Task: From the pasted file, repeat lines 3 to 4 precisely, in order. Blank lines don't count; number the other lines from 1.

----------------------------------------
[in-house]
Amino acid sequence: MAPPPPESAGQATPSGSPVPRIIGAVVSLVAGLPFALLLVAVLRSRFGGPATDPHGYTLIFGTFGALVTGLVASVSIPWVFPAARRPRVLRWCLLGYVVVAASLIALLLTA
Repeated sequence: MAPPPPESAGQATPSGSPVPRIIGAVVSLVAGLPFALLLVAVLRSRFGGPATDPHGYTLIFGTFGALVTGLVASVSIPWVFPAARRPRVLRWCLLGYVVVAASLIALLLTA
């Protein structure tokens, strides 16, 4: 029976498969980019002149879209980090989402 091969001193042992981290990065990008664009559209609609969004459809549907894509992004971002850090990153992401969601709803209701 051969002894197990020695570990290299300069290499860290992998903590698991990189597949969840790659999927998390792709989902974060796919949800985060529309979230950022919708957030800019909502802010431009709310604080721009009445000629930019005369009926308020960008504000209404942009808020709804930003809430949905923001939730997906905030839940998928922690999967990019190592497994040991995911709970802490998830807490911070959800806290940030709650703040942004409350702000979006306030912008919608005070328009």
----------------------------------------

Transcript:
Repeated sequence: MAPPPPESAGQATPSGSPVPRIIGAVVSLVAGLPFALLLVAVLRSRFGGPATDPHGYTLIFGTFGALVTGLVASVSIPWVFPAARRPRVLRWCLLGYVVVAASLIALLLTA
């Protein structure tokens, strides 16, 4: 029976498969980019002149879209980090989402 091969001193042992981290990065990008664009559209609609969004459809549907894509992004971002850090990153992401969601709803209701 051969002894197990020695570990290299300069290499860290992998903590698991990189597949969840790659999927998390792709989902974060796919949800985060529309979230950022919708957030800019909502802010431009709310604080721009009445000629930019005369009926308020960008504000209404942009808020709804930003809430949905923001939730997906905030839940998928922690999967990019190592497994040991995911709970802490998830807490911070959800806290940030709650703040942004409350702000979006306030912008919608005070328009």